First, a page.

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  • #31
    I'm still looking aroung for a new way to seal the panels . If I can find a new way to use something else I'm look into it.
    I think they use argon in light bulbs also. I have worked with nitrogen but in a different way then solar. I thought your vaccuum would be real good. I don't know about two pices of glass. One on top and the other on the bottom.
    I think your manual will be very good. I can't wait to see it.

    Comment


    • #32
      Different climas, different panel sealing

      I'll send the manual first to you to revise it before posting it in public.

      You know this sealing question depends a lot of the temperature you are using the panels I think.

      Look, in the cost of EC we have lowest temperature at about 25C and highest (in shadow) of about 40C, it never is below zero what can make that the sealing gets a lot of stress, that's why I say that the vacuum should work enough in my clima zone.

      Originally posted by DeltaFox 25 View Post
      I'm still looking aroung for a new way to seal the panels . If I can find a new way to use something else I'm look into it.
      I think they use argon in light bulbs also. I have worked with nitrogen but in a different way then solar. I thought your vaccuum would be real good. I don't know about two pices of glass. One on top and the other on the bottom.
      I think your manual will be very good. I can't wait to see it.

      Comment


      • #33
        Thank you for doing that . I'm honered and I'll read and tell you what is what .
        I like the pictures also.

        I seen where you had the needle and were taking air out that way , it sounded good .I wander if there could be a way to do it faster. I don't know how long would it take with the needle??

        I can sent you some snow that will cool things off. Ha Ha

        Comment


        • #34
          It doesn't take that long Wayne, I have about 1.5 liters of air in the space if I'm not too wrong and it takes about 4 minutes until the pump don't get more out.
          Next time I'll connect a vacuum meter to see how is the vacuum rate.

          Originally posted by DeltaFox 25 View Post
          Thank you for doing that . I'm honered and I'll read and tell you what is what .
          I like the pictures also.

          I seen where you had the needle and were taking air out that way , it sounded good .I wander if there could be a way to do it faster. I don't know how long would it take with the needle??

          I can sent you some snow that will cool things off. Ha Ha

          Comment


          • #35
            Thats not to bad at all. You have found a good way to do that.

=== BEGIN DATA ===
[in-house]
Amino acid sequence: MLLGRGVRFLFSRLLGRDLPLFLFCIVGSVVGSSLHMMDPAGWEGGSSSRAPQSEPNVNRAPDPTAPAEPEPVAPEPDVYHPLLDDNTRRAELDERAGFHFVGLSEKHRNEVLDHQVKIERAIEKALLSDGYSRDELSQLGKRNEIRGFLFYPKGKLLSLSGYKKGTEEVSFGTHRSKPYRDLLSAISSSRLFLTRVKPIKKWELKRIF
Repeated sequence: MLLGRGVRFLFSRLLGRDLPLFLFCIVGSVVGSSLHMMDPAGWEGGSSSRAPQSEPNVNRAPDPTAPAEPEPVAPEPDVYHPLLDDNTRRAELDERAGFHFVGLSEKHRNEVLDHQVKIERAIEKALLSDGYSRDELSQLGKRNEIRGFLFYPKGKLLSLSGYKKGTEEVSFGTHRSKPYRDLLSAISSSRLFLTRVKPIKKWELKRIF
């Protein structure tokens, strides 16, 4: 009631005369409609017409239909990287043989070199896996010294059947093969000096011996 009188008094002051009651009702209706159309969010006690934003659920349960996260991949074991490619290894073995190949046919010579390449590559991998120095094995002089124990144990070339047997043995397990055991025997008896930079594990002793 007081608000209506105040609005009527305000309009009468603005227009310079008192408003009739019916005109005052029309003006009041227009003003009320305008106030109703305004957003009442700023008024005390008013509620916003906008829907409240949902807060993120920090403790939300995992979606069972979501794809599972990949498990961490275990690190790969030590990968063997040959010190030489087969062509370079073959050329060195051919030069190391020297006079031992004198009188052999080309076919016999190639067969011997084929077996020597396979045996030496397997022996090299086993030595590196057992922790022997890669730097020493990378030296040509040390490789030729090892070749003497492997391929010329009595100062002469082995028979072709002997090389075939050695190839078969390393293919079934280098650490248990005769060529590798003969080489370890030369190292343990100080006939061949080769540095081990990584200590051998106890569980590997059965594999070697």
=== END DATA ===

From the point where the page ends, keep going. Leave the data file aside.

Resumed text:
Comment


            • #36
              DYI Solar

              I stumbled upon your postings and have enjoyed following your progress. You are taking DYI Solar to a level I had not seen before. Congrats on your efforts. I'll admit I'm a bit envious of all that sun you get!

              I read with interest the process of bonding/evacuating the air in making the modules. I'm intrigued. I was in the commercial printing business for 30 years and still have a vacuum frame that would basically vacuum the air out between a base and a frame of glass to provide a tight pressure between a film and a plate before exposing to a bright light. I'm wondering if this obsolete machine might have a use in DYI Solar. It is a glass frame that measures 30" x 40". It was known as a flip-top plate burner. Maybe I'll hold onto it for a while...

              Those modules must be heavy? The frames seem very strong. The glass is shatter resistant? If not be careful if putting on the roof! Both while installing and in a windy storm, they could be lethal! Just a thought. Safety is always the first concern, or it should be.

              Take care and have fun working on this wonderful project.
              Solar Steve
              MaineStream Energy Alternatives, Inc. dba/ Saco Solar Store
              Saco, Maine
              [url]www.sacosolarstore.com[/url]

              Comment


              • #37
                you must be talking about my friend ecusolar. he is doing some very good panels.
                I'd keep that table for sure. Does it have heat also. if so you might be able to do EVA and tedlar just like manufactures do.

                Comment


                • #38
                  Mike brought me to an idea

                  Hi Steve, do you have a manual or a link to the facturer of this vacuum panel?

                  Maybe that way I can get deeper in to see if there is use for it.

                  I use normal window glass and didn't notice any volt droppage with or without the glass on top but I use a analog meter, in few days arrive my digital one
                  On the last panel design I don't use a frame, but a well done mounting rack and the weight comes only from the glass.
                  We never had storms here, mostly it's sunny, so that is out of question.

                  To the encapsulation:

                  I'm reading this post from "Tri-tips Mike" again and again :
                  As to moisture, it causes corrosion, and once the fine metal layer over the top of the cell corrodes, you loose contact, and your power drops. The more moisture, the faster it degrades.
                  Mike.


                  and come to a conclusion:

                  Why we don't apply a small string of silicone only on top of the soldered areas?

                  BTW: Mike can you tell me the reason why I always get hungry when I read your posts?

                  Originally posted by Solar Steve View Post
                  I stumbled upon your postings and have enjoyed following your progress. You are taking DYI Solar to a level I had not seen before. Congrats on your efforts. I'll admit I'm a bit envious of all that sun you get!


                  I read with interest the process of bonding/evacuating the air in making the modules. I'm intrigued. I was in the commercial printing business for 30 years and still have a vacuum frame that would basically vacuum the air out between a base and a frame of glass to provide a tight pressure between a film and a plate before exposing to a bright light. I'm wondering if this obsolete machine might have a use in DYI Solar. It is a glass frame that measures 30" x 40". It was known as a flip-top plate burner. Maybe I'll hold onto it for a while...